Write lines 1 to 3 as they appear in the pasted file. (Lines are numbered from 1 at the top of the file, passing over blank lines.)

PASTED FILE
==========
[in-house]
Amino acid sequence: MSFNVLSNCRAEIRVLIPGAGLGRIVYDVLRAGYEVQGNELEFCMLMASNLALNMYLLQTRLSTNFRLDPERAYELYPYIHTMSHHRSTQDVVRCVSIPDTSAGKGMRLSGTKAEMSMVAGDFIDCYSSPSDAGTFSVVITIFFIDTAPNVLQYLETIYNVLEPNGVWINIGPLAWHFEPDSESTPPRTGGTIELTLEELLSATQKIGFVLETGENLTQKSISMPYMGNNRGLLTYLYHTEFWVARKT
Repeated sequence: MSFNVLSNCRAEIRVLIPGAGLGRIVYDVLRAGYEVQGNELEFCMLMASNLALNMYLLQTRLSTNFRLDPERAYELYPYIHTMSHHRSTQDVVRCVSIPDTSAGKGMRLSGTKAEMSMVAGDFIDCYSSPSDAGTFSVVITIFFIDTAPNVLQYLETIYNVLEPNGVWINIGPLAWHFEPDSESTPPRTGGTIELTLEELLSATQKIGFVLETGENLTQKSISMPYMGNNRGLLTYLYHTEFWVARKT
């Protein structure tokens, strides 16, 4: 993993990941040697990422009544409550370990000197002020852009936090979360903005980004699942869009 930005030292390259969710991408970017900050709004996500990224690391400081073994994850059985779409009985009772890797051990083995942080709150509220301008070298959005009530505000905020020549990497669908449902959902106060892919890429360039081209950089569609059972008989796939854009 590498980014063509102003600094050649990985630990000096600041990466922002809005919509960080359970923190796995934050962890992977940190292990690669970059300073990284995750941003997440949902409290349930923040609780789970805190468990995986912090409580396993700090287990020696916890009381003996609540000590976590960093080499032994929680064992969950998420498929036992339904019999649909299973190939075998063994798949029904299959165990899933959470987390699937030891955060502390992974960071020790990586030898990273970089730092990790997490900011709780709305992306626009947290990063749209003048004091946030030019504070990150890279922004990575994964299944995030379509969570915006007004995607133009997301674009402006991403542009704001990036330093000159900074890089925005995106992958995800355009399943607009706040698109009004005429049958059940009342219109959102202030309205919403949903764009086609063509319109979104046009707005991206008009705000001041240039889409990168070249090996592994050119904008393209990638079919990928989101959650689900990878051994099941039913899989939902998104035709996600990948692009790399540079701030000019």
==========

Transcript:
[in-house]
Amino acid sequence: MSFNVLSNCRAEIRVLIPGAGLGRIVYDVLRAGYEVQGNELEFCMLMASNLALNMYLLQTRLSTNFRLDPERAYELYPYIHTMSHHRSTQDVVRCVSIPDTSAGKGMRLSGTKAEMSMVAGDFIDCYSSPSDAGTFSVVITIFFIDTAPNVLQYLETIYNVLEPNGVWINIGPLAWHFEPDSESTPPRTGGTIELTLEELLSATQKIGFVLETGENLTQKSISMPYMGNNRGLLTYLYHTEFWVARKT
Repeated sequence: MSFNVLSNCRAEIRVLIPGAGLGRIVYDVLRAGYEVQGNELEFCMLMASNLALNMYLLQTRLSTNFRLDPERAYELYPYIHTMSHHRSTQDVVRCVSIPDTSAGKGMRLSGTKAEMSMVAGDFIDCYSSPSDAGTFSVVITIFFIDTAPNVLQYLETIYNVLEPNGVWINIGPLAWHFEPDSESTPPRTGGTIELTLEELLSATQKIGFVLETGENLTQKSISMPYMGNNRGLLTYLYHTEFWVARKT